What Are They Discussing?

Anyone else remember when people dressed up to leave the house? Heck, forget dressing up. At this point, I would be happy just to make it through the grocery store without seeing people in their pajamas.

These days have passed but this is a great picture. What do we think they’re talking about? I’m guessing it’s not saltines and frozen fish!

Hood Ornaments

Why don’t cars have hood ornaments anymore?

Modern cars are almost indistinguishable – sort of like manufacturers are afraid to make a car you might actually remember.

Hood ornaments would go a long way toward making cars look special again!

Who knows what kind of car this was on?

Airplanes and Good Memories

airplanes

That’s the Grimes Flying Laboratory taking off from the Jackson County, Ohio Airport while Dewey Davenport awaits his turn in his 1930 New Standard. The occasion was a 50th anniversary celebration at the airport. I was there for my first ever biplane ride and a Model A ride.

It was a good day. Happy memories like these help to carry me through the winter until new adventures can be had. I’m grateful to have pictures like this one to keep the memories alive!

All Aboard! Trains In Douglas

If you ever find yourself in Douglas, Wyoming, be sure to stop by Locomotive Park, home to the community’s railroad museum and visitors’ center.

The 1886 era depot serves as the visitors center while the park hosts an assortment of rail cars including a dining car, sleeper, caboose and locomotive.

You can go inside most but there are a couple you have to just admire from the outside. Isn’t this lovely?

The dining car was my favorite.

I sort of expected to find Louis Armstrong playing his horn in the corner.

The town mascot is a jackalope. You’ll find one of their jackalope statues right here!

This museum is free but donations are accepted. There are tables here and some shade, creating a fun atmosphere for a picnic. It’s a great place for adults and train loving kiddos alike!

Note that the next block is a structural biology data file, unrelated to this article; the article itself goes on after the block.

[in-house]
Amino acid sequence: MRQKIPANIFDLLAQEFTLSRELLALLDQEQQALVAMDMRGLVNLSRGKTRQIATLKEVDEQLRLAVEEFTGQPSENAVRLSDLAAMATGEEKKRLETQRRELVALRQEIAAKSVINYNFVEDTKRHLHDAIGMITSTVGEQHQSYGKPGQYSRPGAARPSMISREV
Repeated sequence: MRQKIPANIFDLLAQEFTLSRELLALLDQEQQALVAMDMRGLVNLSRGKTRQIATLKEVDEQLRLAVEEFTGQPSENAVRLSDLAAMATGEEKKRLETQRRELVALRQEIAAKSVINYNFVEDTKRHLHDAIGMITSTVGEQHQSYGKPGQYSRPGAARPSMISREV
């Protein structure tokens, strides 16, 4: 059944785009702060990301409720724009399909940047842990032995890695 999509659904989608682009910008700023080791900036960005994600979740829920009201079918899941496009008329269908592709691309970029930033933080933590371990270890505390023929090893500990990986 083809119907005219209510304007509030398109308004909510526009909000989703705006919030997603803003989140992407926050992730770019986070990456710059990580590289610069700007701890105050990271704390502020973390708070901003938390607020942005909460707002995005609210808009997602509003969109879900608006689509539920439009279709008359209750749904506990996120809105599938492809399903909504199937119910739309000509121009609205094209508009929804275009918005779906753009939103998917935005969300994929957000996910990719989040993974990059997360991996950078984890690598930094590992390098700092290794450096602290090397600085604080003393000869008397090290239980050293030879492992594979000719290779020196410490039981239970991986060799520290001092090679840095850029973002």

It Would Be Fun

Scout’s favorite activity right now is pushing things off of flat surfaces onto the floor. The higher, the better.

I look at this picture and can’t help but think how much he would enjoy pushing this bust over and watching it shatter into a million pieces on the wood floor.

And honestly, I can’t blame him. That would be fun. It’s funny how quickly you start to think like your pet.

Incidentally, this photo is from a tour of Blennerhassett Island last October. I was there just before they closed for the season so I haven’t written about that visit yet. This is close to where I live and a fun day trip so I’ll tell that story before they open for the season.

Happy Birthday Bessie Coleman!

Do you know the name Bessie Coleman? She was born on this day 128 years ago and is an important figure in our history but most Americans don’t even know her name, much less recognize her importance.

This makes me incredibly sad because she’s the kind of woman that little girls everywhere should admire and respect.

Bessie Coleman was the first African American woman and first Native American woman to earn an international pilot’s license. That alone should be enough to give her a place in our history books but the road she traveled to get there is pretty incredible.

Bessie was born to Texas sharecroppers in 1892. After her father left the family, she was raised by a single mother in a house with a dirt floor. She picked cotton as a child and often missed school to care for younger siblings. But she finished the eighth grade and had a burning desire to do something more with her life.

All grown up, she took the train to Chicago where she joined older siblings who were somewhat established in the city. Here she became a manicurist and set to work using both her beauty and talent to network and build a client base.